Bryant endeared himself to Crawford by endorsing him for Sixth Man of the Year in both November and April of this season. They kept in touch via text during the season and Crawford tweeted about Kobe’s “greatness” after bumping into him in the hallway at Staples after a game.
“There will never be another Kobe,” Crawford says. “He’s the closest thing to Jordan.”
As we make good time down the boulevard, the topic moves to the not-yet-announced Sixth Man of the Year award, which has come down to a two-man race between him and Knicks guard J.R Smith.
“Who gets it?” I ask.
“I think J.R.’s going to win it,” he replies quickly. “He deserves it. Up until a month ago I thought I had it, but he got hot at the right time and they won 14 out of 15.”
There’s a lull in the conversation. I know what he’s thinking. Crawford so dearly wanted to win the award. He’s kept up with Smith’s numbers and the two text each other every couple of weeks to root each other on. Another moment passes, then Crawford smiles.
“Yeah, J.R.’s been hooping lately,” he says.
In 13 years of commuting to games, Crawford hasn’t had a bit of car trouble. Until this year. A couple of months ago, he caught a flat tire halfway through his drive. He rolled on the fluttering tire for two blocks before pulling into a tire shop where mechanics installed his spare.
“I got lucky the shop was there,” he says. “Or else I would have definitely been late that day.”
No such trouble today. Halfway to the arena we’re in the midst of a Rick Ross mix when I decide to press his buttons.
“Who’s the best athlete in the NBA?” I ask, shifting gears.
“I think Westbrook is the best athlete I’ve ever seen,” I offer.
“No way!” exclaims Crawford. “He’s not better than D-Rose. We played the Bulls one time and D-Rose triple pumped in the lane. I’ve never seen anybody do that. Ever. But Westbrook and Rose are like the new Baron Davis and Steve Francis.”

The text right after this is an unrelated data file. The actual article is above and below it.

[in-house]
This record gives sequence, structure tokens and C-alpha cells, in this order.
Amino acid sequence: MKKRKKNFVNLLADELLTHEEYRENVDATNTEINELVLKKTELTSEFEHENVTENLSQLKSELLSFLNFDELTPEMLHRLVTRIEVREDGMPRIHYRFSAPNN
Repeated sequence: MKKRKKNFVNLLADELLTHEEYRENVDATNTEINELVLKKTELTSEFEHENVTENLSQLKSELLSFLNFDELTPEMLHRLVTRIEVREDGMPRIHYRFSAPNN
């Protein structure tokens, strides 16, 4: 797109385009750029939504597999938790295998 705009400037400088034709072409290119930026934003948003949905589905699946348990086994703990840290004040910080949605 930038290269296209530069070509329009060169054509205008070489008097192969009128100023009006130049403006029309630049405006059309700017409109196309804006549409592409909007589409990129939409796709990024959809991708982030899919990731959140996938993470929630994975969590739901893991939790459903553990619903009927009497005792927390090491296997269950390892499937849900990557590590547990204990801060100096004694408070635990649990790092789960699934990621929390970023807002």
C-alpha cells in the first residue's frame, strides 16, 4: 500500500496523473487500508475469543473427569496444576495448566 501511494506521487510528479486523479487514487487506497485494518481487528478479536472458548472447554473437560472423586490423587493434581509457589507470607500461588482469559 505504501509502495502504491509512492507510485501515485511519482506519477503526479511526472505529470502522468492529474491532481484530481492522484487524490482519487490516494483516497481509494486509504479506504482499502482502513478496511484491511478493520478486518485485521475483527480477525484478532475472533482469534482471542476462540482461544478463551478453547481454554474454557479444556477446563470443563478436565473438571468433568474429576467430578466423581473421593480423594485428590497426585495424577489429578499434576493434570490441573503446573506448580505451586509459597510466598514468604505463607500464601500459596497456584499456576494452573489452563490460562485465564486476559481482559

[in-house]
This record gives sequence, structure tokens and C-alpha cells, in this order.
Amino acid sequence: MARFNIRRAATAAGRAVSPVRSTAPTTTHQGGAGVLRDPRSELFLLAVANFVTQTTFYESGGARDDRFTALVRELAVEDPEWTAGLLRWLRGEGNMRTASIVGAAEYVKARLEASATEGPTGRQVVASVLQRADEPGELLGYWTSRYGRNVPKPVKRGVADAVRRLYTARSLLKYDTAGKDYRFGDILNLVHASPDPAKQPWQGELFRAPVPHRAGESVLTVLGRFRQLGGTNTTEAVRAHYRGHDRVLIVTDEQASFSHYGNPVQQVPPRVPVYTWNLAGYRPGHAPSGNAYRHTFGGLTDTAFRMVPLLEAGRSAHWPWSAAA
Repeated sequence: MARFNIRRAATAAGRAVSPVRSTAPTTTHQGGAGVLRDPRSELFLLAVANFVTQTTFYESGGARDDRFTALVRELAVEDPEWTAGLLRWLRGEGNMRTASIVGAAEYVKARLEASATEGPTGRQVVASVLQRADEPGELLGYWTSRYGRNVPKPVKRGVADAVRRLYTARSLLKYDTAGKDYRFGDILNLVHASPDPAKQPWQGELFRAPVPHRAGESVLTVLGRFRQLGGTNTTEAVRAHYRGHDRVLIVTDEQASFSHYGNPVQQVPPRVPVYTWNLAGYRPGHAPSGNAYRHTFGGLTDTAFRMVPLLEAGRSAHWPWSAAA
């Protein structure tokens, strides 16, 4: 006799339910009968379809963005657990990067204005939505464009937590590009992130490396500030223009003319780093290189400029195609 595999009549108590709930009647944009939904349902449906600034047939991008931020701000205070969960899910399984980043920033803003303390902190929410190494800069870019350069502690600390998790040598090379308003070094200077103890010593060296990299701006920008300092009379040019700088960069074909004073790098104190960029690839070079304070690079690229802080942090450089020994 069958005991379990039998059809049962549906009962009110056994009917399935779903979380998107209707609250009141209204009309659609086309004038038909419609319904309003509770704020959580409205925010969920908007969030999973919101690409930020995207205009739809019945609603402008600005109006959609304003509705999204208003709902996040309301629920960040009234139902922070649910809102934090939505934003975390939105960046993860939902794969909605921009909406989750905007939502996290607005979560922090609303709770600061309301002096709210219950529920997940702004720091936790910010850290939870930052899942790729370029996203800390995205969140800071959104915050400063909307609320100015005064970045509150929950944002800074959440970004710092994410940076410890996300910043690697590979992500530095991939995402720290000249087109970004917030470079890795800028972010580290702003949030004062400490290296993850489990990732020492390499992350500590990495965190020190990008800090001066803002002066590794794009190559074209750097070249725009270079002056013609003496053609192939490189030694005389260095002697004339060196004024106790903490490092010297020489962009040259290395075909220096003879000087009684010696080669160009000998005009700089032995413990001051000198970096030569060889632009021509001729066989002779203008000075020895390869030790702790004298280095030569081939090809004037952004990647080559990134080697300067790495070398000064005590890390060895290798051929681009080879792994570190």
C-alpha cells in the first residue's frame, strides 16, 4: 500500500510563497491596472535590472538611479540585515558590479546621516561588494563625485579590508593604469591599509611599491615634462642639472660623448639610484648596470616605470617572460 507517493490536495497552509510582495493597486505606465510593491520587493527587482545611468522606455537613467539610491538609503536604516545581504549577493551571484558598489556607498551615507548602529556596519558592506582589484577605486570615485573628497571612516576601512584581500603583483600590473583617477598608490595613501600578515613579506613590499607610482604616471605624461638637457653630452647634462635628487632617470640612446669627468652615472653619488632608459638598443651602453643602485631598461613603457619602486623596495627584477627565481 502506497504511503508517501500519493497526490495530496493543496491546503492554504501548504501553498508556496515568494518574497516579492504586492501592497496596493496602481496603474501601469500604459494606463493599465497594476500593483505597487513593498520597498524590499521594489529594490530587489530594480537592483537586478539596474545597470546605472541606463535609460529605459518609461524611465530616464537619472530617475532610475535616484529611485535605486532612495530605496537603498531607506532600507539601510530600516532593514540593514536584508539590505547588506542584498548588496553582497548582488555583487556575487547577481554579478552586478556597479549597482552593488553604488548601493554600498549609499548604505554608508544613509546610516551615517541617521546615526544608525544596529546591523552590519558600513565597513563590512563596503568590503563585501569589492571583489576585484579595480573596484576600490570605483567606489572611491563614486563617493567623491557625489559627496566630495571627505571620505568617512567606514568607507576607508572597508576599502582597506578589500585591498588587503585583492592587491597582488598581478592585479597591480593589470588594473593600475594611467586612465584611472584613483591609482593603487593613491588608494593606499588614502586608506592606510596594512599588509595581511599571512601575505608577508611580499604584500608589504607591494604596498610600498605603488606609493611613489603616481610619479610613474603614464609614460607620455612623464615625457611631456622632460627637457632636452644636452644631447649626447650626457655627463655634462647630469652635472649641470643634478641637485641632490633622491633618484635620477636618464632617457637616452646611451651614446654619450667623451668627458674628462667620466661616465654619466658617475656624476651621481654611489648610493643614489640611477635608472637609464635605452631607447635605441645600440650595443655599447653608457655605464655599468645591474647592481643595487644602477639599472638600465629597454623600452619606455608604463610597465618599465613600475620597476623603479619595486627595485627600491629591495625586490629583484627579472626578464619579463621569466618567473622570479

As L.A. passes outside his window, Jay-Z’s “Success” is now the background music to our hoop chatter.
“What about this guy Steph Curry?” I ask. “I think he might be the best shooter I’ve ever seen.”
“The difference between Curry and those guys is he can get his shot both off the dribble and catch-and-shoot,” I counter.
“Yeah, but the best ever, though?” Crawford replies. “I’m big on body of work. He’s cold, but kind of soon to call him the best ever.”
“A lot of success is about situation,” Crawford continues. “How much do you think Steph would average under Gregg Popovich?
“At least 22 a game.”
“You think he’d average 22? No way. Uh-huh.”
“He’s going to take at least 16 shots per game and shoot 45 percent,” I explain. “What coach would have the best shooter in the NBA shoot less than 16 times?”
“I’ve seen worse situations,” says Crawford. “Last year [in Portland] I was used as a point guard and I ain't nowhere near a point guard. Like I said, I've seen worse.”
Traffic is a breeze today; he only occasionally changes lanes, and we’re getting most of the lights. The basketball conversation has exhausted itself and we’re just rolling now. The weather, Drake (“Hate or love him, he’s cold.”), the best smartphone (BlackBerry for him) and tattoos pop up in the last few minutes of the conversation.
As we near our destination, the late-afternoon sun casts a shadow off Staples Center. Women in business suits and guys clutching briefcases scurry home after work. A teen on a skateboard drifts by while checking his iPad. Crawford stops at a light and flips the blinker. As he waits to make the left onto Figueroa, his right hand is on top of the steering wheel as he runs his left hand subconsciously along the tattoo on his right forearm.
The tattoo, done by the same guy who does Allen Iverson’s work, is a verse from the Notorious B.I.G song “Sky’s the Limit.”
A few minutes later, he makes the right-hand turn from Chick Hearn Court into the entrance of the players' parking lot. He sees a fan in a Blake Griffin jersey holding a red, white and blue basketball. Crawford rolls down the window, takes the man’s Sharpie and signs the ball. He jokes a minute with the autograph hound who already has a dozen or so of Crawford’s signatures.
Crawford inches forward where a security team checks the underbody of his Porsche with an upward facing mirror at the end of a long handle, a symbol of the times we live in.
“Yeah, they check us too,” Crawford says matter-of-factly.
A car is right on his bumper as he descends the steep driveway to the valet beneath Staples. He sees Eric Bledsoe in the rearview mirror with a huge smile on his face. Crawford jumps out of his ride and surrenders his keys to the valet, whom he makes sure to tip regularly, while making polite small talk about the current playoff race.
“Time to go to work,” says Crawford. He turns and disappears down the tunnel.